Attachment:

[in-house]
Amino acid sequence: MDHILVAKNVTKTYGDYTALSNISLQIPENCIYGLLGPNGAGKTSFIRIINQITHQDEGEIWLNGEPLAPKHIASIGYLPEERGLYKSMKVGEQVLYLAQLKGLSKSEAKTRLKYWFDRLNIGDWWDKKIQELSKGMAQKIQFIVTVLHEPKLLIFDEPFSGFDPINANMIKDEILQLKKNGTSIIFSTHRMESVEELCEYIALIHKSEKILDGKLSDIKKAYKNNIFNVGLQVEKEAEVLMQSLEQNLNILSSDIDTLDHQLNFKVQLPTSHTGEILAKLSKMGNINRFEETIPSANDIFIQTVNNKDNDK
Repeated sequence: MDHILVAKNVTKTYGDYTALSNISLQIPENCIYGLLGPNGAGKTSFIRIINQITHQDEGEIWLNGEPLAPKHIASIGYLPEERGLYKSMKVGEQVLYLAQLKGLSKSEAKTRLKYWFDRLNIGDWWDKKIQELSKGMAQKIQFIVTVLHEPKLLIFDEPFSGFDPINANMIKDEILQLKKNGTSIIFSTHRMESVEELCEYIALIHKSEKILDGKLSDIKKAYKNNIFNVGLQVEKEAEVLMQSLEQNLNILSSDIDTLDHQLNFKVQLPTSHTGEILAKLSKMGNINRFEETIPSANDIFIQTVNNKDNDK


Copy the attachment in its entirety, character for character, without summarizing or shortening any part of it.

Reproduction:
[in-house]
Amino acid sequence: MDHILVAKNVTKTYGDYTALSNISLQIPENCIYGLLGPNGAGKTSFIRIINQITHQDEGEIWLNGEPLAPKHIASIGYLPEERGLYKSMKVGEQVLYLAQLKGLSKSEAKTRLKYWFDRLNIGDWWDKKIQELSKGMAQKIQFIVTVLHEPKLLIFDEPFSGFDPINANMIKDEILQLKKNGTSIIFSTHRMESVEELCEYIALIHKSEKILDGKLSDIKKAYKNNIFNVGLQVEKEAEVLMQSLEQNLNILSSDIDTLDHQLNFKVQLPTSHTGEILAKLSKMGNINRFEETIPSANDIFIQTVNNKDNDK
Repeated sequence: MDHILVAKNVTKTYGDYTALSNISLQIPENCIYGLLGPNGAGKTSFIRIINQITHQDEGEIWLNGEPLAPKHIASIGYLPEERGLYKSMKVGEQVLYLAQLKGLSKSEAKTRLKYWFDRLNIGDWWDKKIQELSKGMAQKIQFIVTVLHEPKLLIFDEPFSGFDPINANMIKDEILQLKKNGTSIIFSTHRMESVEELCEYIALIHKSEKILDGKLSDIKKAYKNNIFNVGLQVEKEAEVLMQSLEQNLNILSSDIDTLDHQLNFKVQLPTSHTGEILAKLSKMGNINRFEETIPSANDIFIQTVNNKDNDK